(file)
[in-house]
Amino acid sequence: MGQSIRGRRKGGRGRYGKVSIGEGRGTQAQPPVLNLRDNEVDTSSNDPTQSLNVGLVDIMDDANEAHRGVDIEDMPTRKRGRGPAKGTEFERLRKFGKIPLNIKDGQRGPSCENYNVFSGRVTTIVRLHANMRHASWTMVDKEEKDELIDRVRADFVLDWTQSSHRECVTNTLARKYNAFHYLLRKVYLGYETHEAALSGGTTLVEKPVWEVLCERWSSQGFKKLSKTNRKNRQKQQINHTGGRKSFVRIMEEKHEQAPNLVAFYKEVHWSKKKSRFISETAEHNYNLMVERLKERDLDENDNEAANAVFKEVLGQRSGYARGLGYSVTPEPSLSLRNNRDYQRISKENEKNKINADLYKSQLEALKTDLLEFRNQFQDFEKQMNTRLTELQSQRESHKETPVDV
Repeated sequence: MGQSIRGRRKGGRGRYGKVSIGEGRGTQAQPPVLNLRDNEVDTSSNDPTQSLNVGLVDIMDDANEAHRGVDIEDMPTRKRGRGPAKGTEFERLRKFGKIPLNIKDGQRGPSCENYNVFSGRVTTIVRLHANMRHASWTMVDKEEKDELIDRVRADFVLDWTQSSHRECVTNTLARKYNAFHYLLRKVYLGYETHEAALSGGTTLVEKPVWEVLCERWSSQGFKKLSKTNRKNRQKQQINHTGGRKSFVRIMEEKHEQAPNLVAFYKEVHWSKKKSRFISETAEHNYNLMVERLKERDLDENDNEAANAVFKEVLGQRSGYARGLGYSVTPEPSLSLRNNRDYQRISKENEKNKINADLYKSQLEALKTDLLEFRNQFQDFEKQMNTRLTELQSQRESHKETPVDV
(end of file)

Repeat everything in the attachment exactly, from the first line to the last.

[in-house]
Amino acid sequence: MGQSIRGRRKGGRGRYGKVSIGEGRGTQAQPPVLNLRDNEVDTSSNDPTQSLNVGLVDIMDDANEAHRGVDIEDMPTRKRGRGPAKGTEFERLRKFGKIPLNIKDGQRGPSCENYNVFSGRVTTIVRLHANMRHASWTMVDKEEKDELIDRVRADFVLDWTQSSHRECVTNTLARKYNAFHYLLRKVYLGYETHEAALSGGTTLVEKPVWEVLCERWSSQGFKKLSKTNRKNRQKQQINHTGGRKSFVRIMEEKHEQAPNLVAFYKEVHWSKKKSRFISETAEHNYNLMVERLKERDLDENDNEAANAVFKEVLGQRSGYARGLGYSVTPEPSLSLRNNRDYQRISKENEKNKINADLYKSQLEALKTDLLEFRNQFQDFEKQMNTRLTELQSQRESHKETPVDV
Repeated sequence: MGQSIRGRRKGGRGRYGKVSIGEGRGTQAQPPVLNLRDNEVDTSSNDPTQSLNVGLVDIMDDANEAHRGVDIEDMPTRKRGRGPAKGTEFERLRKFGKIPLNIKDGQRGPSCENYNVFSGRVTTIVRLHANMRHASWTMVDKEEKDELIDRVRADFVLDWTQSSHRECVTNTLARKYNAFHYLLRKVYLGYETHEAALSGGTTLVEKPVWEVLCERWSSQGFKKLSKTNRKNRQKQQINHTGGRKSFVRIMEEKHEQAPNLVAFYKEVHWSKKKSRFISETAEHNYNLMVERLKERDLDENDNEAANAVFKEVLGQRSGYARGLGYSVTPEPSLSLRNNRDYQRISKENEKNKINADLYKSQLEALKTDLLEFRNQFQDFEKQMNTRLTELQSQRESHKETPVDV